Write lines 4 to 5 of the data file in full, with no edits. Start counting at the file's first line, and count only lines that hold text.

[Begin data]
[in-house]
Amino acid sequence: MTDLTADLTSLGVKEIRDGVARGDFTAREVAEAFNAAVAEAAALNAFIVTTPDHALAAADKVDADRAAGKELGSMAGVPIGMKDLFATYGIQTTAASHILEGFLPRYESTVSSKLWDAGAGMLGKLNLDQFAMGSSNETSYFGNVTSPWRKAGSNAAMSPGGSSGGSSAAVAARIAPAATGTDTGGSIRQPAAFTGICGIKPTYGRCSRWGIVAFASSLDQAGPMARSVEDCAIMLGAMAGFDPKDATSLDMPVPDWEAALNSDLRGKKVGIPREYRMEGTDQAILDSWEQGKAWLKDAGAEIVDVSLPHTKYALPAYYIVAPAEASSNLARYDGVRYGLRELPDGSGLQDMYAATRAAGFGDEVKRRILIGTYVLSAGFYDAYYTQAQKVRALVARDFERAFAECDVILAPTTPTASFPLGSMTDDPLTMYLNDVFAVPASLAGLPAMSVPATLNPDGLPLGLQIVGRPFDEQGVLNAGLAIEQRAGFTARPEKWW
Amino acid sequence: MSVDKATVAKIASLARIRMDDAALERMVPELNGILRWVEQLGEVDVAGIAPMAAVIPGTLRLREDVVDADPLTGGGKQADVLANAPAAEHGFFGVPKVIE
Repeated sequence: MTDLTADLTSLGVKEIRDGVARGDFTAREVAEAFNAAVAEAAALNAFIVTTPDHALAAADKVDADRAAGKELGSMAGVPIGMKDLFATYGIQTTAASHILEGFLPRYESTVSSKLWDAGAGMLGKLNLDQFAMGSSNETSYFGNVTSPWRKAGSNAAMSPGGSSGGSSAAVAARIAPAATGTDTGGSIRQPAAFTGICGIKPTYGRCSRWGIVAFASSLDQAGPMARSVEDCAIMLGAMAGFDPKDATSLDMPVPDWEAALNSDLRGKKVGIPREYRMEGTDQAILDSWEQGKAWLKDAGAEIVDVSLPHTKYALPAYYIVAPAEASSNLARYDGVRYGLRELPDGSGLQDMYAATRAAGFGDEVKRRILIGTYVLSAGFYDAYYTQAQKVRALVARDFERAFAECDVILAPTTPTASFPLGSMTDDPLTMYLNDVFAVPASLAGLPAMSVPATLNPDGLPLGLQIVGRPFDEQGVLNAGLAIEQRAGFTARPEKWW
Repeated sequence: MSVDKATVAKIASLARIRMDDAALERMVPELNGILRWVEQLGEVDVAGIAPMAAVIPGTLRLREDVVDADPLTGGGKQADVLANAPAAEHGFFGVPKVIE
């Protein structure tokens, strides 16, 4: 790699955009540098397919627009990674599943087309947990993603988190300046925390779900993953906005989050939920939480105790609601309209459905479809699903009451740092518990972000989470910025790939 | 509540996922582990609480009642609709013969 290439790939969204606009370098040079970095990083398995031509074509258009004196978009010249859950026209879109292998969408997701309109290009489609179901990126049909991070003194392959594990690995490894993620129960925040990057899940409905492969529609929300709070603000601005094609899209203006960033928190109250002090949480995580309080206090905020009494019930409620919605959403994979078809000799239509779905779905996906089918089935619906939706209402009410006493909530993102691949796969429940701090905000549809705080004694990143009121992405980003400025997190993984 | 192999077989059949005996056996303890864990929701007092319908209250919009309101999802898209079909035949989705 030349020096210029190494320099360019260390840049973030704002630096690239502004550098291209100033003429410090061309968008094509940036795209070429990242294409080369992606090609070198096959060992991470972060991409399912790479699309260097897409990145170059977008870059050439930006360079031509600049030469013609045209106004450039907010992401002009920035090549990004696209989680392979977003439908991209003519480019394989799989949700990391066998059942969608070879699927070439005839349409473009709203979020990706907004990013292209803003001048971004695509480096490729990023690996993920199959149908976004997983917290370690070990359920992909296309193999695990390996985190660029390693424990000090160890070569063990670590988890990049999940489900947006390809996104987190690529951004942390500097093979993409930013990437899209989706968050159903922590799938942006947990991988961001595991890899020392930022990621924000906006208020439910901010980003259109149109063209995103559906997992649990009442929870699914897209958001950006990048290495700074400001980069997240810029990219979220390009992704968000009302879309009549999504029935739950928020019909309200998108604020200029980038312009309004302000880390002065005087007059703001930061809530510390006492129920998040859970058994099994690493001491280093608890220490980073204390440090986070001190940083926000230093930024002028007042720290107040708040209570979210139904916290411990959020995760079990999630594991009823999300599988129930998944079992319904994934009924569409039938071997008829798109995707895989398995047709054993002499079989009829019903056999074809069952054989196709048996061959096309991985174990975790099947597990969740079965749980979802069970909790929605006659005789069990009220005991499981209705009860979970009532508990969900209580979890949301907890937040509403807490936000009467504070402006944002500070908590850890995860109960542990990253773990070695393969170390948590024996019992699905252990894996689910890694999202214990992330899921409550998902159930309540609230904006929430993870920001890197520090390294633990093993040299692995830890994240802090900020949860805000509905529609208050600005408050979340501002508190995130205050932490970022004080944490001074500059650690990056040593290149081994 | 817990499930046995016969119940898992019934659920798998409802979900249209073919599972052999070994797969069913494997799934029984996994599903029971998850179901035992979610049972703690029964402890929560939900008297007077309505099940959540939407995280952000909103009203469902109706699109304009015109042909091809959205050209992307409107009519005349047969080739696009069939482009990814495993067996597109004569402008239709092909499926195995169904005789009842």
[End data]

Repeated sequence: MTDLTADLTSLGVKEIRDGVARGDFTAREVAEAFNAAVAEAAALNAFIVTTPDHALAAADKVDADRAAGKELGSMAGVPIGMKDLFATYGIQTTAASHILEGFLPRYESTVSSKLWDAGAGMLGKLNLDQFAMGSSNETSYFGNVTSPWRKAGSNAAMSPGGSSGGSSAAVAARIAPAATGTDTGGSIRQPAAFTGICGIKPTYGRCSRWGIVAFASSLDQAGPMARSVEDCAIMLGAMAGFDPKDATSLDMPVPDWEAALNSDLRGKKVGIPREYRMEGTDQAILDSWEQGKAWLKDAGAEIVDVSLPHTKYALPAYYIVAPAEASSNLARYDGVRYGLRELPDGSGLQDMYAATRAAGFGDEVKRRILIGTYVLSAGFYDAYYTQAQKVRALVARDFERAFAECDVILAPTTPTASFPLGSMTDDPLTMYLNDVFAVPASLAGLPAMSVPATLNPDGLPLGLQIVGRPFDEQGVLNAGLAIEQRAGFTARPEKWW
Repeated sequence: MSVDKATVAKIASLARIRMDDAALERMVPELNGILRWVEQLGEVDVAGIAPMAAVIPGTLRLREDVVDADPLTGGGKQADVLANAPAAEHGFFGVPKVIE